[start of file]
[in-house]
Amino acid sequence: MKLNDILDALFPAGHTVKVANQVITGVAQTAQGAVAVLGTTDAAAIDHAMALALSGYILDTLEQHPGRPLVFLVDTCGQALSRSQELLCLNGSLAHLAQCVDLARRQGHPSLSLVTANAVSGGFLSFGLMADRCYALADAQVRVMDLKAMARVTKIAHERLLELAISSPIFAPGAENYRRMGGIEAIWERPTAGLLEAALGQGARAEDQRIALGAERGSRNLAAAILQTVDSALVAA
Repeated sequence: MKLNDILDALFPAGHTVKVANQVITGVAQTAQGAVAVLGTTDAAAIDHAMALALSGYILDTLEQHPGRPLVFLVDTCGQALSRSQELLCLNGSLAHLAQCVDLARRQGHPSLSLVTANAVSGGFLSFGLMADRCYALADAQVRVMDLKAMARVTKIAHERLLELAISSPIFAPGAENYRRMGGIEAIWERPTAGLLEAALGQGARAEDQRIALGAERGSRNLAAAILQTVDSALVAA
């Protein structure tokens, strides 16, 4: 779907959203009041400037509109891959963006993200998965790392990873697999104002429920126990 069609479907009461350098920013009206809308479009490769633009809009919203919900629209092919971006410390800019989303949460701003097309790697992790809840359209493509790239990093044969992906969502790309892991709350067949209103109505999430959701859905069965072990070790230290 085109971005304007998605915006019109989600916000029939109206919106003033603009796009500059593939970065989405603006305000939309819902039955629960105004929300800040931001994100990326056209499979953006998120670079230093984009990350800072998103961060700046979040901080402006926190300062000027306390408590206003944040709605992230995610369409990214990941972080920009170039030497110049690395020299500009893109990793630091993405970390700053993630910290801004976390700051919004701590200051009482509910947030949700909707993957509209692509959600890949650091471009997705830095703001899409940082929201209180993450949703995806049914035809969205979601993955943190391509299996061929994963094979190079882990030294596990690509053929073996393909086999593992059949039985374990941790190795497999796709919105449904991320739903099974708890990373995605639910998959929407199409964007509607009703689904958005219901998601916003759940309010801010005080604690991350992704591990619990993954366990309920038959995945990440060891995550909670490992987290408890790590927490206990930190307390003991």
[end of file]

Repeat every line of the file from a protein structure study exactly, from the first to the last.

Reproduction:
[in-house]
Amino acid sequence: MKLNDILDALFPAGHTVKVANQVITGVAQTAQGAVAVLGTTDAAAIDHAMALALSGYILDTLEQHPGRPLVFLVDTCGQALSRSQELLCLNGSLAHLAQCVDLARRQGHPSLSLVTANAVSGGFLSFGLMADRCYALADAQVRVMDLKAMARVTKIAHERLLELAISSPIFAPGAENYRRMGGIEAIWERPTAGLLEAALGQGARAEDQRIALGAERGSRNLAAAILQTVDSALVAA
Repeated sequence: MKLNDILDALFPAGHTVKVANQVITGVAQTAQGAVAVLGTTDAAAIDHAMALALSGYILDTLEQHPGRPLVFLVDTCGQALSRSQELLCLNGSLAHLAQCVDLARRQGHPSLSLVTANAVSGGFLSFGLMADRCYALADAQVRVMDLKAMARVTKIAHERLLELAISSPIFAPGAENYRRMGGIEAIWERPTAGLLEAALGQGARAEDQRIALGAERGSRNLAAAILQTVDSALVAA
């Protein structure tokens, strides 16, 4: 779907959203009041400037509109891959963006993200998965790392990873697999104002429920126990 069609479907009461350098920013009206809308479009490769633009809009919203919900629209092919971006410390800019989303949460701003097309790697992790809840359209493509790239990093044969992906969502790309892991709350067949209103109505999430959701859905069965072990070790230290 085109971005304007998605915006019109989600916000029939109206919106003033603009796009500059593939970065989405603006305000939309819902039955629960105004929300800040931001994100990326056209499979953006998120670079230093984009990350800072998103961060700046979040901080402006926190300062000027306390408590206003944040709605992230995610369409990214990941972080920009170039030497110049690395020299500009893109990793630091993405970390700053993630910290801004976390700051919004701590200051009482509910947030949700909707993957509209692509959600890949650091471009997705830095703001899409940082929201209180993450949703995806049914035809969205979601993955943190391509299996061929994963094979190079882990030294596990690509053929073996393909086999593992059949039985374990941790190795497999796709919105449904991320739903099974708890990373995605639910998959929407199409964007509607009703689904958005219901998601916003759940309010801010005080604690991350992704591990619990993954366990309920038959995945990440060891995550909670490992987290408890790590927490206990930190307390003991």